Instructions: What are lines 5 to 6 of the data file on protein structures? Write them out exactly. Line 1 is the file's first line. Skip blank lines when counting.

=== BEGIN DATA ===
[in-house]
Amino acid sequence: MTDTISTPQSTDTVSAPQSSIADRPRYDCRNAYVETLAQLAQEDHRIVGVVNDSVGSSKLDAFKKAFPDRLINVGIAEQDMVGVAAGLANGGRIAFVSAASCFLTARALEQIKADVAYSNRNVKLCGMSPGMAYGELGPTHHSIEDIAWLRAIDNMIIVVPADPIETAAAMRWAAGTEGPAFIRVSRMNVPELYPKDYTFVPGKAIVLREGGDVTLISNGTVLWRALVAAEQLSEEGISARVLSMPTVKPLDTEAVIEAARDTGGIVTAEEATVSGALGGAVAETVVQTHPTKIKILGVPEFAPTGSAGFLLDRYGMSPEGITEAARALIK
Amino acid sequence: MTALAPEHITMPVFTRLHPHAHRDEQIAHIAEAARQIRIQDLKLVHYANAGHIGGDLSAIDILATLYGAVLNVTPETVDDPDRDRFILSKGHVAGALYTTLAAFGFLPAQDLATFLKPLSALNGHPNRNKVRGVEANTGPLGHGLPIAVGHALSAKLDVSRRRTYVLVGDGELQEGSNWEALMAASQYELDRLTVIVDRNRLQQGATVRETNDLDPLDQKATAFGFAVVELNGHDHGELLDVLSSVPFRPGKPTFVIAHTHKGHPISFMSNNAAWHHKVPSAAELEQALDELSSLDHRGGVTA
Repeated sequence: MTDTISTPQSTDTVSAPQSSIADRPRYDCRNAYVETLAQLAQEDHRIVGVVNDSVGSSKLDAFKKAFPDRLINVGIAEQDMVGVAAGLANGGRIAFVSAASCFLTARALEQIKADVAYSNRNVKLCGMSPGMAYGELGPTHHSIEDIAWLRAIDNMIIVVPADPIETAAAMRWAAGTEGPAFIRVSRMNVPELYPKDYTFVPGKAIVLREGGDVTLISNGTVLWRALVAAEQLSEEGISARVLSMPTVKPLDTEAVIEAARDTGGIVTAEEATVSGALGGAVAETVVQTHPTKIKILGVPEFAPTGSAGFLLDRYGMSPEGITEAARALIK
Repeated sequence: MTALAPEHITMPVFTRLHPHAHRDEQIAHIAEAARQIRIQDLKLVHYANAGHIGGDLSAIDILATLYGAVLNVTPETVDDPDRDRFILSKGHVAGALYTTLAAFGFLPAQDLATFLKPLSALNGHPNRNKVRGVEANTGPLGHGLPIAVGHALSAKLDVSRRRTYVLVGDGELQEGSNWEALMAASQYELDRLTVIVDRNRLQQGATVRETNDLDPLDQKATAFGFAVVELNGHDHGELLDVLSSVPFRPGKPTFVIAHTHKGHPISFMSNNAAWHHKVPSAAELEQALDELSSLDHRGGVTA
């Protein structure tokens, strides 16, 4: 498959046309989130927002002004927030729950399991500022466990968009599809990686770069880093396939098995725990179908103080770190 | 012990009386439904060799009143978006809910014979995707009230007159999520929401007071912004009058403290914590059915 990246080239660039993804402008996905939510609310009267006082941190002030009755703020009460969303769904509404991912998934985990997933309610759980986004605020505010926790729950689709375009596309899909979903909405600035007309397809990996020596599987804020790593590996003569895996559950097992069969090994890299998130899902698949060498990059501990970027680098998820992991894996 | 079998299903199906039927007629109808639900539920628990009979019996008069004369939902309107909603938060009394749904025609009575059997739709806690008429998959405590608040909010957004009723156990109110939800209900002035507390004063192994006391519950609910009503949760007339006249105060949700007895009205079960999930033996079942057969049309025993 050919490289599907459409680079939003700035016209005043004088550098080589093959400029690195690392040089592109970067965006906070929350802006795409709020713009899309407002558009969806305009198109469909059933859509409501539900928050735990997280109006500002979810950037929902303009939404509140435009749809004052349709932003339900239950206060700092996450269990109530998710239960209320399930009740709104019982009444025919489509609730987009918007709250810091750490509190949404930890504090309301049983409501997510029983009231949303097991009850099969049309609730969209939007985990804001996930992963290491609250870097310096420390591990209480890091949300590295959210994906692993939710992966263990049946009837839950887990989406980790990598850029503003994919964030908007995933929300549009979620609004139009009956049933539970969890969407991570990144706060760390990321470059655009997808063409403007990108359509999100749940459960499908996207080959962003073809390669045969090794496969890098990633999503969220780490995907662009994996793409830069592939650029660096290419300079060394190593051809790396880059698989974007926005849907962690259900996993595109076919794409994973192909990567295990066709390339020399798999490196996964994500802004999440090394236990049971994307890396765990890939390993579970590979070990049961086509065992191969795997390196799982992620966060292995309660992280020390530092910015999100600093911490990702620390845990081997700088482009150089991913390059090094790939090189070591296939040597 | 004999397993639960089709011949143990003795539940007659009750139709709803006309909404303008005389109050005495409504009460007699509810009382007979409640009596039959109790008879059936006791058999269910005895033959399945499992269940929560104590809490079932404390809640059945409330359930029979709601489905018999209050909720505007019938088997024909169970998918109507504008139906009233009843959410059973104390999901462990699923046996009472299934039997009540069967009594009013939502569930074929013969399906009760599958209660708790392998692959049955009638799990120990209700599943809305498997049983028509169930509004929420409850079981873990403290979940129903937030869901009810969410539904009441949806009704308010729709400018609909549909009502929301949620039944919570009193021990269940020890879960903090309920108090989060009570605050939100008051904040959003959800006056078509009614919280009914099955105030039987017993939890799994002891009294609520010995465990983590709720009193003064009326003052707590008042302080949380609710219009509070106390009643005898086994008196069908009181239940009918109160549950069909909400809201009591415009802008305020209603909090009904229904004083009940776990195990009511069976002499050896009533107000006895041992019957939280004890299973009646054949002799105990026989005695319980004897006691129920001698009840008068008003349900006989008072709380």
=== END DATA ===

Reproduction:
Repeated sequence: MTALAPEHITMPVFTRLHPHAHRDEQIAHIAEAARQIRIQDLKLVHYANAGHIGGDLSAIDILATLYGAVLNVTPETVDDPDRDRFILSKGHVAGALYTTLAAFGFLPAQDLATFLKPLSALNGHPNRNKVRGVEANTGPLGHGLPIAVGHALSAKLDVSRRRTYVLVGDGELQEGSNWEALMAASQYELDRLTVIVDRNRLQQGATVRETNDLDPLDQKATAFGFAVVELNGHDHGELLDVLSSVPFRPGKPTFVIAHTHKGHPISFMSNNAAWHHKVPSAAELEQALDELSSLDHRGGVTA
């Protein structure tokens, strides 16, 4: 498959046309989130927002002004927030729950399991500022466990968009599809990686770069880093396939098995725990179908103080770190 | 012990009386439904060799009143978006809910014979995707009230007159999520929401007071912004009058403290914590059915 990246080239660039993804402008996905939510609310009267006082941190002030009755703020009460969303769904509404991912998934985990997933309610759980986004605020505010926790729950689709375009596309899909979903909405600035007309397809990996020596599987804020790593590996003569895996559950097992069969090994890299998130899902698949060498990059501990970027680098998820992991894996 | 079998299903199906039927007629109808639900539920628990009979019996008069004369939902309107909603938060009394749904025609009575059997739709806690008429998959405590608040909010957004009723156990109110939800209900002035507390004063192994006391519950609910009503949760007339006249105060949700007895009205079960999930033996079942057969049309025993 050919490289599907459409680079939003700035016209005043004088550098080589093959400029690195690392040089592109970067965006906070929350802006795409709020713009899309407002558009969806305009198109469909059933859509409501539900928050735990997280109006500002979810950037929902303009939404509140435009749809004052349709932003339900239950206060700092996450269990109530998710239960209320399930009740709104019982009444025919489509609730987009918007709250810091750490509190949404930890504090309301049983409501997510029983009231949303097991009850099969049309609730969209939007985990804001996930992963290491609250870097310096420390591990209480890091949300590295959210994906692993939710992966263990049946009837839950887990989406980790990598850029503003994919964030908007995933929300549009979620609004139009009956049933539970969890969407991570990144706060760390990321470059655009997808063409403007990108359509999100749940459960499908996207080959962003073809390669045969090794496969890098990633999503969220780490995907662009994996793409830069592939650029660096290419300079060394190593051809790396880059698989974007926005849907962690259900996993595109076919794409994973192909990567295990066709390339020399798999490196996964994500802004999440090394236990049971994307890396765990890939390993579970590979070990049961086509065992191969795997390196799982992620966060292995309660992280020390530092910015999100600093911490990702620390845990081997700088482009150089991913390059090094790939090189070591296939040597 | 004999397993639960089709011949143990003795539940007659009750139709709803006309909404303008005389109050005495409504009460007699509810009382007979409640009596039959109790008879059936006791058999269910005895033959399945499992269940929560104590809490079932404390809640059945409330359930029979709601489905018999209050909720505007019938088997024909169970998918109507504008139906009233009843959410059973104390999901462990699923046996009472299934039997009540069967009594009013939502569930074929013969399906009760599958209660708790392998692959049955009638799990120990209700599943809305498997049983028509169930509004929420409850079981873990403290979940129903937030869901009810969410539904009441949806009704308010729709400018609909549909009502929301949620039944919570009193021990269940020890879960903090309920108090989060009570605050939100008051904040959003959800006056078509009614919280009914099955105030039987017993939890799994002891009294609520010995465990983590709720009193003064009326003052707590008042302080949380609710219009509070106390009643005898086994008196069908009181239940009918109160549950069909909400809201009591415009802008305020209603909090009904229904004083009940776990195990009511069976002499050896009533107000006895041992019957939280004890299973009646054949002799105990026989005695319980004897006691129920001698009840008068008003349900006989008072709380």